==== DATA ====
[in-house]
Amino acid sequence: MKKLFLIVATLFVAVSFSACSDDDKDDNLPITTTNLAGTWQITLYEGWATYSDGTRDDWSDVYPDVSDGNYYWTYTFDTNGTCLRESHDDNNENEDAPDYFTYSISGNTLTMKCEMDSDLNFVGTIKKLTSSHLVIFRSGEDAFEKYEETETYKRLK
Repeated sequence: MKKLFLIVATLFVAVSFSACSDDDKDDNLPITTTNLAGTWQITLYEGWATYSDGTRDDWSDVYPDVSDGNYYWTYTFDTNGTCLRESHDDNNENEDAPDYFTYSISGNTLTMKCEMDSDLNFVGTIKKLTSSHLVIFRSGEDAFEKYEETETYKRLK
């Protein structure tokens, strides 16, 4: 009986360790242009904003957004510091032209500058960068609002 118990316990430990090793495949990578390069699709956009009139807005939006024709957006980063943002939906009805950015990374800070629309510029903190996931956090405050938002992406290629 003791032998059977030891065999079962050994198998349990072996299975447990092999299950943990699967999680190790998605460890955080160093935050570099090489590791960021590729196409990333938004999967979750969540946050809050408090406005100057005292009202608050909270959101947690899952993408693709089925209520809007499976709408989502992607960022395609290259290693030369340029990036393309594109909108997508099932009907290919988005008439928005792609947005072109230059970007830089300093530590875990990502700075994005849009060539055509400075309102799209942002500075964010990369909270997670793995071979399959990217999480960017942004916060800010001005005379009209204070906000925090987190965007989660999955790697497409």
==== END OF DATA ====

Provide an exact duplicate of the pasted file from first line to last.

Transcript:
[in-house]
Amino acid sequence: MKKLFLIVATLFVAVSFSACSDDDKDDNLPITTTNLAGTWQITLYEGWATYSDGTRDDWSDVYPDVSDGNYYWTYTFDTNGTCLRESHDDNNENEDAPDYFTYSISGNTLTMKCEMDSDLNFVGTIKKLTSSHLVIFRSGEDAFEKYEETETYKRLK
Repeated sequence: MKKLFLIVATLFVAVSFSACSDDDKDDNLPITTTNLAGTWQITLYEGWATYSDGTRDDWSDVYPDVSDGNYYWTYTFDTNGTCLRESHDDNNENEDAPDYFTYSISGNTLTMKCEMDSDLNFVGTIKKLTSSHLVIFRSGEDAFEKYEETETYKRLK
């Protein structure tokens, strides 16, 4: 009986360790242009904003957004510091032209500058960068609002 118990316990430990090793495949990578390069699709956009009139807005939006024709957006980063943002939906009805950015990374800070629309510029903190996931956090405050938002992406290629 003791032998059977030891065999079962050994198998349990072996299975447990092999299950943990699967999680190790998605460890955080160093935050570099090489590791960021590729196409990333938004999967979750969540946050809050408090406005100057005292009202608050909270959101947690899952993408693709089925209520809007499976709408989502992607960022395609290259290693030369340029990036393309594109909108997508099932009907290919988005008439928005792609947005072109230059970007830089300093530590875990990502700075994005849009060539055509400075309102799209942002500075964010990369909270997670793995071979399959990217999480960017942004916060800010001005005379009209204070906000925090987190965007989660999955790697497409």